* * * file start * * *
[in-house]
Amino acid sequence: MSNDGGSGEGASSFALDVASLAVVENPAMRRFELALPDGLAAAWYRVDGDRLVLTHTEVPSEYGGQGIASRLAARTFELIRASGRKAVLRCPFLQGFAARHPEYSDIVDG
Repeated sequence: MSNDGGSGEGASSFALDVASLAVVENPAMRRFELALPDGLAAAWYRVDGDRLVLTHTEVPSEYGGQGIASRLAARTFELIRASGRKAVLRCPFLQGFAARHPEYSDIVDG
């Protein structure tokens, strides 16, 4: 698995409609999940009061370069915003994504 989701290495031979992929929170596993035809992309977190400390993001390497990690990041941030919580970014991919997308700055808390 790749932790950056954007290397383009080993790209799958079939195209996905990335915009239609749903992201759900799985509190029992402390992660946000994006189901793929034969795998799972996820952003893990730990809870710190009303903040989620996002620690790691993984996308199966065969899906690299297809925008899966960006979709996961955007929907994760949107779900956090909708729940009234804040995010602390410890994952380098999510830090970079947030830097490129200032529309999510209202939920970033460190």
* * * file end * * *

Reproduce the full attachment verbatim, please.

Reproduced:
[in-house]
Amino acid sequence: MSNDGGSGEGASSFALDVASLAVVENPAMRRFELALPDGLAAAWYRVDGDRLVLTHTEVPSEYGGQGIASRLAARTFELIRASGRKAVLRCPFLQGFAARHPEYSDIVDG
Repeated sequence: MSNDGGSGEGASSFALDVASLAVVENPAMRRFELALPDGLAAAWYRVDGDRLVLTHTEVPSEYGGQGIASRLAARTFELIRASGRKAVLRCPFLQGFAARHPEYSDIVDG
């Protein structure tokens, strides 16, 4: 698995409609999940009061370069915003994504 989701290495031979992929929170596993035809992309977190400390993001390497990690990041941030919580970014991919997308700055808390 790749932790950056954007290397383009080993790209799958079939195209996905990335915009239609749903992201759900799985509190029992402390992660946000994006189901793929034969795998799972996820952003893990730990809870710190009303903040989620996002620690790691993984996308199966065969899906690299297809925008899966960006979709996961955007929907994760949107779900956090909708729940009234804040995010602390410890994952380098999510830090970079947030830097490129200032529309999510209202939920970033460190």